Twentieth Century Society calls for urgent protection of post-modern masterpiece
The Twentieth Century Society is calling for the listing of 1 Poultry – built to the original designs of Sir James Stirling – at grade II*. Prompted by proposals to extend and alter the principal facades of the building, we have submitted an urgent listing application.
Located in the heart of the City of London on a highly prominent corner site by Bank tube, this monumental office and retail complex stands out for its remarkable and playful form, high quality materials – including sandstone cladding from Australia – and incorporation of public realm spaces. The planning application has been submitted to the City and is currently being considered for planning permission.
“We consider No 1 Poultry to be one of the most significant examples of commercial ‘post modern’ architecture in England, designed by one of this country’s most important twentieth century architects,” said Catherine Croft, Director, Twentieth Century Society.
“This building is a playful, contextual masterpiece and a remarkable speculative office development from the 1990s. It is an outstanding example of post modern architecture, a style which is only just beginning to be studied and understood in historic terms. The assessment of this building for listing should trigger a re-evaluation of post modern architecture.
“The proposed alterations dilute the architectural design intent and risk chipping away at the wit and sophistication of this building which makes it stand out,” added Catherine Croft.
No 1 Poultry was designed in 1985-6 and built in 1994-7 to designs by James Stirling Michael Wilford and Associates. It includes ground floor retail with bespoke bowed shop fronts and a covered public shopping ‘arcade’ on the principal facades that would be lost under the proposals. The building also incorporates a public internal atrium lined with glazed ceramic tiles that is open to the sky, and a roof top restaurant and landscaped gardens.
The construction of 1 Poultry, completed after Stirling’s death in 1992, was mired in controversy, largely due to the demolition of 8 listed 19th century buildings that previously occupied the site. After three public inquiries and considerable media attention, construction of No 1 Poultry – which also includes some architectural features of the previous buildings – began in 1994.
Sir James Stirling (22 April 1926 – 25 June 1992) was the principal and founder of the firm James Stirling Michael Wilford and Associates. He became a registered architect in 1952 and won the Alvar Aalto Award in 1977, the RIBA Gold Medal in 1980, the Pritzker Prize in 1981, and the Japanese culture prize ‘Praemium Imperiale’ in 1990. The Stirling Prize, the UK’s most prestigious architecture prize, is named after James Stirling.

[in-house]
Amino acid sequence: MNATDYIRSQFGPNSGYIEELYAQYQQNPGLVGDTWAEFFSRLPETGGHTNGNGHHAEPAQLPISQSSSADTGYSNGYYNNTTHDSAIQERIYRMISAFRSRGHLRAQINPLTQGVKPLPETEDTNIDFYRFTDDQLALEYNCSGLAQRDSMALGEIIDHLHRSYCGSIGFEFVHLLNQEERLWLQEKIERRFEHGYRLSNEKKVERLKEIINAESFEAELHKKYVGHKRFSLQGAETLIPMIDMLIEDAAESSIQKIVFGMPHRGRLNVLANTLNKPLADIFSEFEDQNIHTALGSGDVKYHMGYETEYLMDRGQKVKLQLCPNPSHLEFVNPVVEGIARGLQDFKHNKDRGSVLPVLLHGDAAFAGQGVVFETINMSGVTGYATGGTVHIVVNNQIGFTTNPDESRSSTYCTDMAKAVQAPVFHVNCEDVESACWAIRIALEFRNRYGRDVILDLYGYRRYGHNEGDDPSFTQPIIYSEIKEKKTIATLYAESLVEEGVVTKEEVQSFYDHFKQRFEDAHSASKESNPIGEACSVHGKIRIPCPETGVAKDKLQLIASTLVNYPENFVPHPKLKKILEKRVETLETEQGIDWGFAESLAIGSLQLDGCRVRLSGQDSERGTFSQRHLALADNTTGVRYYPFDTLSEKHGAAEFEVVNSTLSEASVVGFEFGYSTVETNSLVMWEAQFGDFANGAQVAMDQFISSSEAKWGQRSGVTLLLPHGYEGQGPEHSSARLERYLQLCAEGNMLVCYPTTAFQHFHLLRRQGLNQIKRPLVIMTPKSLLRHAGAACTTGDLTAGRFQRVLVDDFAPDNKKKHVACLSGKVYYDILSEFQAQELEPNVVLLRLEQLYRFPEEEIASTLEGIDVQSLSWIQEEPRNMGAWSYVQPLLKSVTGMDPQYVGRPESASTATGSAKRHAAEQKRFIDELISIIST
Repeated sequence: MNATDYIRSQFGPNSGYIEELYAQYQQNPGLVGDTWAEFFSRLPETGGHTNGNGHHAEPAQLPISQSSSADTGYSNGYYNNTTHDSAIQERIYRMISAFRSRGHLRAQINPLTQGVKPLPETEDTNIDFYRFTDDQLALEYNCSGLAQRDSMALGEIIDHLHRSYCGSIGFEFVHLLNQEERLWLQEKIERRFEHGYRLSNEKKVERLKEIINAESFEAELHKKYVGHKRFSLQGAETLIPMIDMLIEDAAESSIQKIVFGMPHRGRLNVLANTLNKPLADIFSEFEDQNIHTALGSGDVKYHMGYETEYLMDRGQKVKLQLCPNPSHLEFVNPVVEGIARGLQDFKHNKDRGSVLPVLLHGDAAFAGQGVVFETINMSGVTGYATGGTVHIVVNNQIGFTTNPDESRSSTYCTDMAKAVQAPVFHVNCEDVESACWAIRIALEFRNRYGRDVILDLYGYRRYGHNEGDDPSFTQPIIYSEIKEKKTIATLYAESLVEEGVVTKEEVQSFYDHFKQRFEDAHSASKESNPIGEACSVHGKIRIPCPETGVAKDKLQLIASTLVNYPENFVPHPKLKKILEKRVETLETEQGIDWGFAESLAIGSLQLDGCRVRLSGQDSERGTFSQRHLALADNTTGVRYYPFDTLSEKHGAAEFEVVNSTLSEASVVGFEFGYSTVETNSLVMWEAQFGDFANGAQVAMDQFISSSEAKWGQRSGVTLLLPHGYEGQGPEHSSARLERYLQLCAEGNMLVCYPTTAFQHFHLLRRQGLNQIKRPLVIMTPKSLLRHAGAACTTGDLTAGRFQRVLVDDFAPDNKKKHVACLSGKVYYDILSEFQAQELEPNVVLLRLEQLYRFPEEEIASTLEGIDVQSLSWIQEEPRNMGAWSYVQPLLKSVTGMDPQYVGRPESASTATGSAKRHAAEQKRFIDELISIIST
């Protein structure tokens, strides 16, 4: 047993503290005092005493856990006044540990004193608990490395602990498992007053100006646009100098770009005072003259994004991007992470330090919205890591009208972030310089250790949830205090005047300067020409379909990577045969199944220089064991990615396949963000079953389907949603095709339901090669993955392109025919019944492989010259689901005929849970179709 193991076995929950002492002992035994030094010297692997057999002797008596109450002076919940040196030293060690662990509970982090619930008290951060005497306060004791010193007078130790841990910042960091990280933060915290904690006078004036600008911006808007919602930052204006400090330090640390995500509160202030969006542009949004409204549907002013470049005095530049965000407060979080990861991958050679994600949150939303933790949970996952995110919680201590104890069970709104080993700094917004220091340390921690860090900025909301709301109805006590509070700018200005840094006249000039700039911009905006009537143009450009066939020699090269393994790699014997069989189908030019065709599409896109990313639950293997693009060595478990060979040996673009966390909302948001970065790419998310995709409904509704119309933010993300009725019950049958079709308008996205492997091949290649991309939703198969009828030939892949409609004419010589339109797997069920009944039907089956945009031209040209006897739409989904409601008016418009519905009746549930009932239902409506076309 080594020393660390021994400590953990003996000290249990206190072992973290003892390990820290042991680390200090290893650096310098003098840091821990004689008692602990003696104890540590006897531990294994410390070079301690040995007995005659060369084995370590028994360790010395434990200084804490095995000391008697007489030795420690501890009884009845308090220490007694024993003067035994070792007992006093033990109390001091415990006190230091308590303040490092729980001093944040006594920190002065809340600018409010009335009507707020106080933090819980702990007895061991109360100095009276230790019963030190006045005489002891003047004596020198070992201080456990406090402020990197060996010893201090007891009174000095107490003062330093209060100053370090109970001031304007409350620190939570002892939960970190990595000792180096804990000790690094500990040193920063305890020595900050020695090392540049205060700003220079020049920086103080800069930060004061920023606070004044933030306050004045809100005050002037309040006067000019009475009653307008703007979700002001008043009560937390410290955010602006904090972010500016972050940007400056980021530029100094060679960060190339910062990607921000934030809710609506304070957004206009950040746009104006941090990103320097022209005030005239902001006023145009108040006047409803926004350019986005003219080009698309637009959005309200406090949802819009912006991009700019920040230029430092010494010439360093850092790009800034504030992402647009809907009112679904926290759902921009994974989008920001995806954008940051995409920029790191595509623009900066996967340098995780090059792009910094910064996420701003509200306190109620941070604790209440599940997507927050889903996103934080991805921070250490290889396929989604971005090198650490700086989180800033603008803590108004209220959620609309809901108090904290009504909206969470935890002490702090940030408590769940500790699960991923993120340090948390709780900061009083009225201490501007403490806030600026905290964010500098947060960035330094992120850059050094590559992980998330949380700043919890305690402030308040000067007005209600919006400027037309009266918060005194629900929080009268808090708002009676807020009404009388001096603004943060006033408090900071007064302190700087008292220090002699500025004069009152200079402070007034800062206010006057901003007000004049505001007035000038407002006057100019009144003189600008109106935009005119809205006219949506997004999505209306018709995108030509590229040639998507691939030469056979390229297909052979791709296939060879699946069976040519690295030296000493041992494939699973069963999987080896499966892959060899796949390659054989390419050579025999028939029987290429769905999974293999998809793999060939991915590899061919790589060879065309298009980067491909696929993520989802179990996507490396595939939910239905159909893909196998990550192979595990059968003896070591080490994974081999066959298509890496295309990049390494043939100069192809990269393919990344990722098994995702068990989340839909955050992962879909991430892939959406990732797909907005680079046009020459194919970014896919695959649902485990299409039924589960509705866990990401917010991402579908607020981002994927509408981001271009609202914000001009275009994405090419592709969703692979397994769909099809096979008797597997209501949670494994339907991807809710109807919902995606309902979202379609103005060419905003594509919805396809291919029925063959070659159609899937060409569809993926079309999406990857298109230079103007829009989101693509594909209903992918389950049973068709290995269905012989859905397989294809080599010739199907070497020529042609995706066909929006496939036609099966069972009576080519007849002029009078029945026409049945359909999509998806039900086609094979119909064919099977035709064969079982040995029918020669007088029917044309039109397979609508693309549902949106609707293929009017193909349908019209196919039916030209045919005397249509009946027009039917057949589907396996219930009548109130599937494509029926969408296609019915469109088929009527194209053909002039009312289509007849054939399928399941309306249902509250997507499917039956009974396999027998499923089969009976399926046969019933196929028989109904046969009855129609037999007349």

Stirling was an associate of the Royal Academy and taught and lectured in different parts of the world, including at Yale University and the Kunstakademie in Dusseldorf, Germany. He worked in partnership with James Gowan from 1956 to 1963, then with Michael Wilford from 1971 until 1992.
Significant buildings include:
- 1958 London: Flats at Ham Common (with James Gowan)
- 1959 Leicester University: Faculty of Engineering (with James Gowan) (Grade II*)
- 1968 Cambridge University: Faculty of History (Grade II)
- 1971 Oxford University: The Queen’s College, Florey Building (Grade II)
- 1984 Stuttgart: Neue Staatsgalerie
- 1984 Cambridge Massachusetts: Harvard University, Fogg Museum Sackler Galleries (extension)
- 1987 Berlin: Wissenschaftszentrum (Social Science Research campus)
- 1987 London: Tate Britain, Clore Galleries (extension)
- 1997 London: offices and retail at No 1 Poultry, London EC3
No 1 Poultry was included in our publication “100 Buildings for 100 Years”, published in 2014 by Batsford.
For further information please contact: Henrietta Billings: email@example.com or Catherine Croft: firstname.lastname@example.org Tel 020 7250 3857
About The Twentieth Century Society
The Twentieth Century Society is a membership organisation which campaigns for the conservation of the best C20th architecture. It was founded in 1976 as the Thirties Society and is now recognised by government and has a statutory role in the planning process. For more details, see our website, www.c20society.org.uk.